Although the underlying components of a successful meditation are fundamentally the same regardless of the context, the ins and outs of navigating disparate communities and implementing a guided meditation in a variety of situations require flexibility and a willingness to try new things. There are many forms of meditation, just like there are many different learning styles: auditory, visual, movement-based, and silent. Touching on a variety of these practices while helping students and teachers understand their own practice is a key element of this book. In some chapters I’ve even included student and adult reflections that I feel speak directly to the power of this practice.
By the end of this book, I hope you will have heard multiple voices and found useful activities for your classroom, tips for shifting the culture and space of your school, and lastly, guided meditations to use in your professional and personal practice wherever you might find yourself. I hope the stories in these pages also enrich your understanding, expand your curriculum, and awaken a sense of peace in your life. In whatever way this book speaks to you, may it be an invitation to a deeper conversation with your classes, as well as a more transformative experience for your students.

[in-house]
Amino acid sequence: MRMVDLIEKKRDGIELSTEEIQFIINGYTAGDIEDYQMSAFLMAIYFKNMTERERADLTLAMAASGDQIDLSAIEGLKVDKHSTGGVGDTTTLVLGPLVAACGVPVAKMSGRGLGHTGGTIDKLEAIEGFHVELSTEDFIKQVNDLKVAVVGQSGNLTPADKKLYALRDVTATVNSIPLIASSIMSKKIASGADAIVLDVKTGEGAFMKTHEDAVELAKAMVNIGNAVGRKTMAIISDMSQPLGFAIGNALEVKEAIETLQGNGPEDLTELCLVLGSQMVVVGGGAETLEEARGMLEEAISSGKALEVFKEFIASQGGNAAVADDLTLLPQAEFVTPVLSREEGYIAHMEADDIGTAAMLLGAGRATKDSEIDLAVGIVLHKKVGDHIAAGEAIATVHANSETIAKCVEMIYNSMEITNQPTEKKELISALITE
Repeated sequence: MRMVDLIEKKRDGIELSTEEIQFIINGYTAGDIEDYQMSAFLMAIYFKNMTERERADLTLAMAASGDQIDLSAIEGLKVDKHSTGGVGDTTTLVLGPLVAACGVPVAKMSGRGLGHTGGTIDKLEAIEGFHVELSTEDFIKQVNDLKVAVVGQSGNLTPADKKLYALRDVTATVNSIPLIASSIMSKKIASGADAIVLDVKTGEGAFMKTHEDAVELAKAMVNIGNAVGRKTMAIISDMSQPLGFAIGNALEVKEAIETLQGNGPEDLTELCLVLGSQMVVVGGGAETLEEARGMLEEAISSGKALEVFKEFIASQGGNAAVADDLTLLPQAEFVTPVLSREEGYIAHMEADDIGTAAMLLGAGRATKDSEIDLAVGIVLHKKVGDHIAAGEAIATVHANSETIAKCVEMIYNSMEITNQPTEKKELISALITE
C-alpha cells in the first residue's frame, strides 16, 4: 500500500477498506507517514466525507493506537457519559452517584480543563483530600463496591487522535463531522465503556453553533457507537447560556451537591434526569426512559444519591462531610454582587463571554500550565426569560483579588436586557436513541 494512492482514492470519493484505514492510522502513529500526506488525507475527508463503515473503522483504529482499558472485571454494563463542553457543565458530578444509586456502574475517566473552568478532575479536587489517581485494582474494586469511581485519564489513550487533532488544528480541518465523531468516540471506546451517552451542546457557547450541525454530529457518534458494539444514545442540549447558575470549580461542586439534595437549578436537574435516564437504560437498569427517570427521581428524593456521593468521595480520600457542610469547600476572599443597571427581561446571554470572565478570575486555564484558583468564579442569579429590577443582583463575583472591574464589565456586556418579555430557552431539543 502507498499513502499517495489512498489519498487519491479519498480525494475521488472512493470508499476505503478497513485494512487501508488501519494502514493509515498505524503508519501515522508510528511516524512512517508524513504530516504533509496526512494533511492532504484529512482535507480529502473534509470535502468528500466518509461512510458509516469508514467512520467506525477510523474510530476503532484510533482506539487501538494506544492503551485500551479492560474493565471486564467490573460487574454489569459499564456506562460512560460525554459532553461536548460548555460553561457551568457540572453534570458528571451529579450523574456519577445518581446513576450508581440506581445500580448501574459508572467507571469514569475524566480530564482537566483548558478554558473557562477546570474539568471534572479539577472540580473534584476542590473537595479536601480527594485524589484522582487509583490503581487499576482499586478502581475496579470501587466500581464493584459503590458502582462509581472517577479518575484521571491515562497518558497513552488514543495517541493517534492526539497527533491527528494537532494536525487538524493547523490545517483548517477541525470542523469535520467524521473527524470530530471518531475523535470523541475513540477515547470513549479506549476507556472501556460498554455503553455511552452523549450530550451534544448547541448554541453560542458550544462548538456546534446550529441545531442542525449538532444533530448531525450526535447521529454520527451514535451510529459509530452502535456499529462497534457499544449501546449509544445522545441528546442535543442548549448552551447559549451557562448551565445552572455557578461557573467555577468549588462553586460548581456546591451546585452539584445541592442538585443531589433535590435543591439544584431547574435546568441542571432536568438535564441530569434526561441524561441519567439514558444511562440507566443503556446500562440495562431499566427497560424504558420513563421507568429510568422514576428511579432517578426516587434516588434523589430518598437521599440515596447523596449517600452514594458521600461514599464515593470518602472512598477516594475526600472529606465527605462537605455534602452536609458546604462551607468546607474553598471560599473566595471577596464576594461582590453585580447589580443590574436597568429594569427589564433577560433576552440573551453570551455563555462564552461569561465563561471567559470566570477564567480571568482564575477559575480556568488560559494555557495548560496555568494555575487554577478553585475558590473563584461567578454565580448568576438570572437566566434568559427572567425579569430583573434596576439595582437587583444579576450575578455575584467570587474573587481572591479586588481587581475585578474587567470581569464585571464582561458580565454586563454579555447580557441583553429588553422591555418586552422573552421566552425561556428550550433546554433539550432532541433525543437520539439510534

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William Meyer, author of Three Breaths and Begin, has taught history, economics, and humanities in urban and suburban high schools, where he has also led meditation in a variety of forms. He works with other educators to incorporate meditation into the classroom. He holds an MA in education from Harvard and is finishing his PhD at NYU. Find out more about his work at BillPMeyer.com.
Excerpted from the book Three Breaths and Begin. Copyright © 2019 by William Meyer.